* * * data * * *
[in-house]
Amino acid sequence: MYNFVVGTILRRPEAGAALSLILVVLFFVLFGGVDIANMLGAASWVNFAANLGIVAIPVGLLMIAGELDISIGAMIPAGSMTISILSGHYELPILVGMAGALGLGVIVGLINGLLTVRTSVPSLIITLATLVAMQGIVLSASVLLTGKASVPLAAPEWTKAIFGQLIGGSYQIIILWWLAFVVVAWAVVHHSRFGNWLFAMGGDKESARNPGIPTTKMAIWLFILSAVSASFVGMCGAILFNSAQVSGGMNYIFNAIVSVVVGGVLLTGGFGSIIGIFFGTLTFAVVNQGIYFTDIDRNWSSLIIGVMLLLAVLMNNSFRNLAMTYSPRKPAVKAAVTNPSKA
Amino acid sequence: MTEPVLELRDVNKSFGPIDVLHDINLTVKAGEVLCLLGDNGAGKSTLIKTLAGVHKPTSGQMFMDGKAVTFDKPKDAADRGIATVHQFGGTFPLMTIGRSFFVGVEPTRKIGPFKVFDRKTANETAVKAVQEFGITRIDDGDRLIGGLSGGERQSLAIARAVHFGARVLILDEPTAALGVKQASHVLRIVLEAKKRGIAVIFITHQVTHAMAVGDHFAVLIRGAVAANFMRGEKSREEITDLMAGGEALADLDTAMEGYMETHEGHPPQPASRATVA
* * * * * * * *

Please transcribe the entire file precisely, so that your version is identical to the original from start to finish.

[in-house]
Amino acid sequence: MYNFVVGTILRRPEAGAALSLILVVLFFVLFGGVDIANMLGAASWVNFAANLGIVAIPVGLLMIAGELDISIGAMIPAGSMTISILSGHYELPILVGMAGALGLGVIVGLINGLLTVRTSVPSLIITLATLVAMQGIVLSASVLLTGKASVPLAAPEWTKAIFGQLIGGSYQIIILWWLAFVVVAWAVVHHSRFGNWLFAMGGDKESARNPGIPTTKMAIWLFILSAVSASFVGMCGAILFNSAQVSGGMNYIFNAIVSVVVGGVLLTGGFGSIIGIFFGTLTFAVVNQGIYFTDIDRNWSSLIIGVMLLLAVLMNNSFRNLAMTYSPRKPAVKAAVTNPSKA
Amino acid sequence: MTEPVLELRDVNKSFGPIDVLHDINLTVKAGEVLCLLGDNGAGKSTLIKTLAGVHKPTSGQMFMDGKAVTFDKPKDAADRGIATVHQFGGTFPLMTIGRSFFVGVEPTRKIGPFKVFDRKTANETAVKAVQEFGITRIDDGDRLIGGLSGGERQSLAIARAVHFGARVLILDEPTAALGVKQASHVLRIVLEAKKRGIAVIFITHQVTHAMAVGDHFAVLIRGAVAANFMRGEKSREEITDLMAGGEALADLDTAMEGYMETHEGHPPQPASRATVA